Perfecting Service Management

Issue #32

Tuesday, November 25, 2003

Preserving a Healthy Customer Base

by Will O'Keeffe

This is a multi-part series presenting eight simple rules for preserving a healthy customer base. This issue discusses two rules, with more to follow in future editions.

Conventional wisdom has always held that keeping or renewing customers requires fewer resources than landing new business—assuming basic service needs are met. In most cases, that still holds true in terms of pure dollars, but the gap between the cost of new sales and the cost of retention is narrowing. At the same time, companies are finding it increasingly difficult to preserve the base of customers they have. Over time—a short time for some internet-based companies—the erosion of the customer base severely weakens a company, damaging its market credibility and threatening its ability to maintain operations.

By no means, however, do companies need to look at the erosion of the base as an immutable law. Certainly some variables will be out of their direct control, but many are not. By being aware of your customer base and implementing a few simple tools and rules, you can begin to stave off the erosion and build a strong customer foundation for your future.
 

Forecast the Customer Base
The typical CRM tool or company database will track customer contracts and milestones and often will provide a tickler file to Sales and Customer Service to alert them to upcoming renewals. That provides useful information, but it usually doesn't mobilize the troops. Instead, you need to build a customer forecasting process that becomes as critical as your financial forecasting. The basic contract data needs to correlate with field information—from Sales, Customer Service, Finance and Operations—to provide a truer picture of the state of the customer. For example, are they about to file for bankruptcy, is an acquisition looming, or are they about to face lay-offs. The benefit of this approach is that it not only gives you visibility into contract dates and issues, it will show where intervention is needed to keep customers on-board, sometimes ahead of contract end dates. The outcome of the forecast update and review should be a set of actions designed to keep customers on board.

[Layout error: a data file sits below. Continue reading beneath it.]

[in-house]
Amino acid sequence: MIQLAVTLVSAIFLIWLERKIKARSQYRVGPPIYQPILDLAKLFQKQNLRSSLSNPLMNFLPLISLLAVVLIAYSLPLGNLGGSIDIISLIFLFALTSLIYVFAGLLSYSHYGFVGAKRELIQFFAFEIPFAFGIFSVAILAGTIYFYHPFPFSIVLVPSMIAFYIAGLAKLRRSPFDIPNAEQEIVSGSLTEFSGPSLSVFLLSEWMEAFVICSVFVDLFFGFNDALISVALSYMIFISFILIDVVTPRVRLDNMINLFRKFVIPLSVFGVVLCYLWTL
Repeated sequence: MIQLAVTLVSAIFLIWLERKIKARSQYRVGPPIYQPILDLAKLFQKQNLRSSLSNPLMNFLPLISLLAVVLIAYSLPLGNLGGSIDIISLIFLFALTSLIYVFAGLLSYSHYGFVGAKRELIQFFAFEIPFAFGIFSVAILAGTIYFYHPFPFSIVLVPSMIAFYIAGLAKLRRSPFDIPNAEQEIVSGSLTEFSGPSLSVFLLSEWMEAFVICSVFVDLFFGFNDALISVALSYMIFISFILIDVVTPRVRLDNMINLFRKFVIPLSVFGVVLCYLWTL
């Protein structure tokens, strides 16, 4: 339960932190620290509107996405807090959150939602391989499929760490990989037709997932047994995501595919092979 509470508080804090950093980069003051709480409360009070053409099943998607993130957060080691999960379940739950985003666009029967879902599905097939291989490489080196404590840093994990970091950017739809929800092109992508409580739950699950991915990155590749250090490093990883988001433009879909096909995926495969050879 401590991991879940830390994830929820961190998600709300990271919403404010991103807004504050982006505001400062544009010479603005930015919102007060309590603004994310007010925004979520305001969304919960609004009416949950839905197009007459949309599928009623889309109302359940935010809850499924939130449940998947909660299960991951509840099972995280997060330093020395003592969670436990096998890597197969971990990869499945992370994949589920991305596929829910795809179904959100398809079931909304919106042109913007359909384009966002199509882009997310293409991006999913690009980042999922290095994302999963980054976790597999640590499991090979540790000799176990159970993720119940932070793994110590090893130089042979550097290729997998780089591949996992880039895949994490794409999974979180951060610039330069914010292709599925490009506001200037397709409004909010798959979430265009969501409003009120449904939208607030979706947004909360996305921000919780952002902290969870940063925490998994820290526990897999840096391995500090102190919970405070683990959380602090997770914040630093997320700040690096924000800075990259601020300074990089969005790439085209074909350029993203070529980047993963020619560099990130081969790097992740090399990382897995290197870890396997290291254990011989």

Avoid the Free Agent Dilemma
Use the forecast to establish a program for starting the renewal process 3-4 months ahead of a contract's expiration. Waiting until the last minute causes you to lose any advantages you may have had as the incumbent and virtually guarantees that the bid will be competitive. Also, customers feel that the wait indicates, "You don't care" or "don't want our business."

The next article will present additional rules for preserving a healthy customer base. If you want help preserving your customer base, feel free to contact us.

Bug Fix Promises?
by Craig Bailey

I recently visited the web site for the Association for Service Professionals (www.asponline.com) and found, in their ASP Forum, a question whose answer I thought would be relevant to our readership. An ASPOnline member asks the following question, to which Customer Centricity provided an online response:

Question: "My support team would like to give customers a firm date when a new bug will be fixed. However, our developers say they can't make promises and may decide that some bugs just aren't worth fixing. How can we persuade them to be more responsive?"